Bridging loan calculator
Whether you need a loan for auction purchases, below market value investments, property renovations or ground-up development finance, our team can help.
Monthly payments for bridging loans can vary greatly.
If you know your interest rate you can use our calculator below to calculate your monthly payments.
If you don’t know what rates you would have access to, speak to a member of our team today.
Calculate monthly bridging loan payments now
What is a bridging loan calculator?
A bridging loan calculator is a tool used to figure out costs associated with a bridging loan.
It shows an illustration of how much interest you will pay. The figures from our calculator are not conclusive in isolation, as there are other costs associated with bridging loans. For a full breakdown of costs, please get in touch with our advisors.
How to use the bridging calculator?
To calculate your monthly costs using the bridging calculator, input the amount you wish to borrow, the monthly interest rate and the length of the term.
The calculator will then tell you the monthly interest payments and the total amount payable if you were to be eligible for a product at that rate.
For a full illustration of costs, you can either call an advisor directly on the number at the top of the screen, submit an enquiry or live chat with our team.
What is a typical bridging loan interest rate?
Each bridging loan is assessed on its own risk. This means we don’t have ‘typical’ or ‘illustrative’ rates.
Have a no-obligation call with one of our bridging loan experts for indicative rates. To get a full, individual cost you will need to speak to a bridging advisor and provide them with all the details required.
How much can I borrow with a bridging loan?
The amount that you can borrow will depend on the property value.
Most bridging loan lenders will offer you up to 75% of the maximum loan to value ratio of the property. We work with some lenders who will let you borrow up to 85%.
What are bridging loan rates?
Bridging loan rates are the rate of interest you will need to pay to borrow the money from your lender.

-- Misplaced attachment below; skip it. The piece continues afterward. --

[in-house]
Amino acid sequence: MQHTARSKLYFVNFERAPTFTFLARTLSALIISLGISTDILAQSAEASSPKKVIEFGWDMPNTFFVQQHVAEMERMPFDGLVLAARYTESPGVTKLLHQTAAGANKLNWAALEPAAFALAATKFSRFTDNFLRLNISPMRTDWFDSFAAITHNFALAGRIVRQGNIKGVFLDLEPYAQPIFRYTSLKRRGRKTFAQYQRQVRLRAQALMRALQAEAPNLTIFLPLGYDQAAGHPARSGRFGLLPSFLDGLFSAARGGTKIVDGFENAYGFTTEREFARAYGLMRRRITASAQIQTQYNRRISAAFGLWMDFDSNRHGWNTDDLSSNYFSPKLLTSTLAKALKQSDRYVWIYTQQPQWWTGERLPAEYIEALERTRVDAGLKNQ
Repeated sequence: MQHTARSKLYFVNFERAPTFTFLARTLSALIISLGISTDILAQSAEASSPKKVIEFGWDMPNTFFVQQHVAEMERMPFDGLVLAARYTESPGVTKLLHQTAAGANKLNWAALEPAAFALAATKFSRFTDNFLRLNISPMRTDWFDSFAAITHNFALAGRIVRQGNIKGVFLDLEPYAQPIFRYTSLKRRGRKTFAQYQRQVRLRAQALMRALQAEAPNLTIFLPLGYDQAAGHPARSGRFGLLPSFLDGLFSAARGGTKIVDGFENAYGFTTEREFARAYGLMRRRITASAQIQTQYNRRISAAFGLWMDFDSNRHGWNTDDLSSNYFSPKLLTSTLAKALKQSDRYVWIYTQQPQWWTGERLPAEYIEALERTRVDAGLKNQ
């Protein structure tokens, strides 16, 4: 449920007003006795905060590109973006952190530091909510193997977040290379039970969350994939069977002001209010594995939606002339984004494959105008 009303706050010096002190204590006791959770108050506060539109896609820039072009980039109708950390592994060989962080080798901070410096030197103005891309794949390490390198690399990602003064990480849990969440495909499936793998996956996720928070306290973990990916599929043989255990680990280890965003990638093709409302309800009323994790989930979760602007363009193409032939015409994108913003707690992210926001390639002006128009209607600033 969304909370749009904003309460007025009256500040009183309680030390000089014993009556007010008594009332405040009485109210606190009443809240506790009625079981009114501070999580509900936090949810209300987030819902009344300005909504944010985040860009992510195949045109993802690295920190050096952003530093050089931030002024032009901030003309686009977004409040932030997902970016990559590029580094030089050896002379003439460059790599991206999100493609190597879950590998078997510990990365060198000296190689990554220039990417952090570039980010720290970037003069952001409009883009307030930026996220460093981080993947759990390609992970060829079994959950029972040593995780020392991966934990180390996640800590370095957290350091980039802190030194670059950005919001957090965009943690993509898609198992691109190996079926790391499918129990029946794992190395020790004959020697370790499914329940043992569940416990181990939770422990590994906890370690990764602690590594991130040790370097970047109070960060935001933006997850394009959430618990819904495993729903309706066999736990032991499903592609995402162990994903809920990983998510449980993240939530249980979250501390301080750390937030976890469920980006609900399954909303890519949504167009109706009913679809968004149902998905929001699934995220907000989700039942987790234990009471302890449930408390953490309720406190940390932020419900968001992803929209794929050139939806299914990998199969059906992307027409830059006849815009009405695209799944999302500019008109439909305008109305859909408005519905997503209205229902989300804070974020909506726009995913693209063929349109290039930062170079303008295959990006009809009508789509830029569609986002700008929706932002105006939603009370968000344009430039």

Factors that can affect your bridging loan rate include:
- The property value
- The amount of money that you are hoping to borrow
- The type of property
- Your monthly income
- Your personal finance and credit history
- The length of the loan
- Legal charge type (if it is the 1st or 2nd charge on the property)
- Reason for the loan
How are bridging rates calculated?
Bridging loan rates are calculated on a number of factors. The two most influential are the value of the property that you are securing the loan against, and the amount of money that you wish to borrow.
Each lender will assess your case against their criteria and provide you with a rate, based on the risk that they perceive is associated with your loan. If your loan amount is high, and the case carries high risk, a lender will propose a higher rate to guard against the higher risk associated with the lending.
How much would a bridging loan cost per month?
There are two ways of paying interest on a bridging loan and, therefore, two ways of calculating the costs per month.
- Serviced payments
- Rolled up interest
Serviced payment calculations on a bridging loan
This option gives you the maximum borrowing on day one. Monthly payments on a serviced bridging loan are calculated based on paying the interest monthly. The capital lump sum must be repaid at the end of the loan.
This method of borrowing suits customers who will have a consistent, regular cash-flow throughout the lifetime of the loan and will be able to service monthly payments, without over-extending themselves.
Calculating rolled up payments on bridging finance
Taking out a bridging loan with rolled up payments means you do not repay interest during the lifetime of the loan. Instead, interest owed on a rolled up bridging loan is calculated at the time of application and charged at the redemption of the loan (not monthly). It is important to understand that, when calculating costs on a bridging loan with rolled up interest, the total borrowing must be within the lenders loan to value restrictions - e.g. to calculate the amount you can borrow, you must include the amount of borrowing plus the rolled interest owed, which in total can't go over the maximum loan to value.